Mike Szostak

Sports Blogger

Mike Szostak covered sports for The Providence Journal for 36 years until retiring in 2013. His career highlights included five Winter Olympics from Lake Placid to Nagano and 17 seasons covering the Boston Celtics. His beats  also included tennis, skiing and college sports, especially Brown and URI football.

Ways to Connect

They could have won. They could have beaten third-seeded Oregon and earned a trip to the Sweet 16. Victory was so close they could certainly see it, feel it, taste it.

But in the end, victory Sunday night was not to be for the University of Rhode Island Rams. Oregon was a three-point basket better than URI and left Sacramento with a 75-72 triumph in the second round of the NCAA Tournament. The Ducks (31-5) moved on while the Rams (25-10) came home to reflect on their best season in 18 years.

They can do it. They can win. The University of Rhode Island can beat Oregon Sunday night at Sacramento.

Sure, Oregon (30-5) is seeded No. 3 in the Midwest Regional and URI No. 11. Sure, the Ducks have Dillon Brooks, the Pac-12 player of the year, and Jordan Bell, the Pac-12 defensive player of the year. And they have a former blue chip recruit in sophomore shooting guard Tyler Dorsey, who scored 24 points in Oregon’s 93-77 rout of Iona in the first round Friday.

We weren’t supposed to be there. We weren’t supposed to be there.

Repeat it, PC basketball fans.

We weren’t supposed to be there. We weren’t supposed to be there.

Say those words every four hours – Friday, St. Patrick’s Day, wash them down with a Guinness – and you should feel better.

If you are a college basketball fan in Rhode Island, it doesn’t get much better than the thrills URI provided its long-suffering fans on Sunday. The fourth-seeded Rams stymied a late rally by second-seeded Virginia Commonwealth and won the Atlantic-10 Championship, 70-63, at PPG Paints Arena in Pittsburgh.

As balloons descended from the rafters, Rhody players pulled championship T-shirts over their uniforms, hugged each other and hugged the impressive championship trophy. The real prize, though, was the automatic bid to the NCAA Tournament.

This is how it was supposed to be, back in November when the Rhode Island Rams were ranked nationally and considered a virtual lock for the NCAA Tournament. This is how it was supposed to be come the second weekend in March, the Rams playing for the Atlantic-10 Conference Championship.

I really, really hope the University of Rhode Island beats Davidson in the Atlantic 10 semifinals Saturday afternoon in Pittsburgh and then defeats Virginia Commonwealth or Richmond on Sunday for the championship.

There, I’ve said it. After close to 40 years of no cheering in the press box while I was a newspaper guy, I can take sides now that I am a blogger.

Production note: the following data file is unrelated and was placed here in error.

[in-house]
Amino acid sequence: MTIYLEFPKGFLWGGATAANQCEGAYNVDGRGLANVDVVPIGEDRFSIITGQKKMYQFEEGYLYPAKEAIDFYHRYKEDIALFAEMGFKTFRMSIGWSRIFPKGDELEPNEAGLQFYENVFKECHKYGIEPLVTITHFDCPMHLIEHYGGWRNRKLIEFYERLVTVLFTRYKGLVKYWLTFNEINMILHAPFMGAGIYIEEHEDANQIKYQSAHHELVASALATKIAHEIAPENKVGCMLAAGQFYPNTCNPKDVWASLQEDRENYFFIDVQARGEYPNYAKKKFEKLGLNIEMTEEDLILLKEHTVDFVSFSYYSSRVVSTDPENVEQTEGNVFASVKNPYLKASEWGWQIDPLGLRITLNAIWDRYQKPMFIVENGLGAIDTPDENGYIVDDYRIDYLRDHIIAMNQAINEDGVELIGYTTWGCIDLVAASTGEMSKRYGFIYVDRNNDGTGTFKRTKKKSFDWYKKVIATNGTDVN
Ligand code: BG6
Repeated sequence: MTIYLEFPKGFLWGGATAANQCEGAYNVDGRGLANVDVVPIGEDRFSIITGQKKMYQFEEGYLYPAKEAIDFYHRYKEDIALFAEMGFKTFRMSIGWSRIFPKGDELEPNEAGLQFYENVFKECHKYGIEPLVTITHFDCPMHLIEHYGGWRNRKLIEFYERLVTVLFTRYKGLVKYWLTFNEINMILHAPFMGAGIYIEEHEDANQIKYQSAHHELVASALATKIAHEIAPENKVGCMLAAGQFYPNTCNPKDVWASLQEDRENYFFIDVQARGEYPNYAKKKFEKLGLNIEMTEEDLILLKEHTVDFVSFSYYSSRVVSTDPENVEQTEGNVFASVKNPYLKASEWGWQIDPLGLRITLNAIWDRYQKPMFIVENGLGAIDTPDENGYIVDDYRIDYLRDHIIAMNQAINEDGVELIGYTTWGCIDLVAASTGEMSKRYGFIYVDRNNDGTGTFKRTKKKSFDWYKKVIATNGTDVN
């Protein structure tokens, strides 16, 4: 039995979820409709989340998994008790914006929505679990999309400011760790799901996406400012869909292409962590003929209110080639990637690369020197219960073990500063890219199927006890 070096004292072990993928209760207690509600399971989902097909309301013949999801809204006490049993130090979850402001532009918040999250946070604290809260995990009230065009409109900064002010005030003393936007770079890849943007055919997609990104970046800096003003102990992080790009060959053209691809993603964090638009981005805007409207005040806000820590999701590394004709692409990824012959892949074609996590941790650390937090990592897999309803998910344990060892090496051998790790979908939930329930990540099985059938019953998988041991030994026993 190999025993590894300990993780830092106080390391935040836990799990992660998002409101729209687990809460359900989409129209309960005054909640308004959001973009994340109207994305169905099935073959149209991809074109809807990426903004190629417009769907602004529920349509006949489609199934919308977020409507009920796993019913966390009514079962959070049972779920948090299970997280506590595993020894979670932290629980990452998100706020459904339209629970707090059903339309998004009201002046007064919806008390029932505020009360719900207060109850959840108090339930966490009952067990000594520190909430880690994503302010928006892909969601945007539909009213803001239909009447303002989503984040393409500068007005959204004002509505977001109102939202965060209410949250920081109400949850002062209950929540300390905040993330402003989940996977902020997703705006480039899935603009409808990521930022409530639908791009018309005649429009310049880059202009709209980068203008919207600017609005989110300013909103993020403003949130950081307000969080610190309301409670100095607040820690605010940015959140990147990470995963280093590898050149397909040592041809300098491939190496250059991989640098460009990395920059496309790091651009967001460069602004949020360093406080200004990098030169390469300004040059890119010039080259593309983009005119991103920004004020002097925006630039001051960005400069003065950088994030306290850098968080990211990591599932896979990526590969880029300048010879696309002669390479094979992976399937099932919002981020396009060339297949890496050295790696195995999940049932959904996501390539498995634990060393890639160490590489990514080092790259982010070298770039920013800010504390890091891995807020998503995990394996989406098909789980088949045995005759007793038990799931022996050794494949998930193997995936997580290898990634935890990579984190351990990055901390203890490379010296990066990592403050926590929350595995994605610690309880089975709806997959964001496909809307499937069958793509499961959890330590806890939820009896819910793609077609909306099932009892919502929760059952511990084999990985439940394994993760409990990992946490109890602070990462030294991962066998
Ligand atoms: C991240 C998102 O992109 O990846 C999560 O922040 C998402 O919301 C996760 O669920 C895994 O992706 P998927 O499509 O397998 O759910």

Two teams from Rhode Island in the NCAA men’s basketball tournament? With a little luck, and another victory or two in conference tournaments this week, it could happen.

Now that the Patriots have established without a doubt that they are THE dynasty of the Super Bowl era, let’s pause to cheer another New England dynasty, University of Connecticut women’s basketball.

Never in six decades of playing, watching and writing about sports have I seen anything like the dramatic comeback the New England Patriots mounted in Super Bowl LI Sunday night.

N-E-V-E-R.

Tom Brady’s start at quarterback for the New England Patriots in Super Bowl LI Sunday night will bookend an unforgettable week for aging champions.

The Patriots are going to the Super Bowl for the seventh time in the B&B Dynasty. That’s Belichick & Brady, if you hail from somewhere other than New England.

Think about it. Seven Super Bowls in 17 seasons. Seven! That’s a trip to The Big Game every two years or so. How awesome is that? Most players and coaches consider themselves fortunate to appear in one Super Bowl. Come Feb. 5, B&B will have gone seven times. That’s insane!

Barring an Ivy League championship next fall, the highlight of Brown University’s football season will be the Nov. 10 game against Dartmouth at Fenway Park. That’s right, Fenway Park, the iconic home of the Red Sox.

The Bears and Bruins will kick off on Friday night as the first of three college football games scheduled for the 104-year-old ball park during the 2017 season. The University of Massachusetts and the University of Maine will play on Saturday, Nov. 11, and the University of Connecticut and Boston College will meet a week later on Saturday, Nov. 18.

Bryant University hired a new football coach this month, and thanks to the generosity of two trustees, he will send his players on to a new artificial turf, lighted field next season.

Bryant will be the first of Rhode Island’s three Division I programs to play home games on artificial turf with the option of playing night games. The University of Rhode Island and Brown University play on grass, and Meade Stadium at URI and Brown Stadium in Providence do not have lights. Brown has rented portable lights for one game per season in recent years.

Apologies to the Brown University men’s lacrosse program and attackman Dylan Molloy for not including them among the top sports stories of 2016 posted on Dec. 30. They absolutely deserve a spot in the lineup, and kudos to the sports staff at The Providence Journal for recognizing them on their list of top stories.

Championships eluded New England’s Big Four this year, but the Patriots, Red Sox, Celtics and Bruins still provided us with memorable moments. So did Providence College, Bishop Hendricken and Johnson & Wales. Here, then, are my choices for the Top 10 Local Sports Stories of 2016, assuming you agree that whatever happens with the Pats, Sox, Celts and Bs is of local interest.

TOM BRADY RETURNS

Pages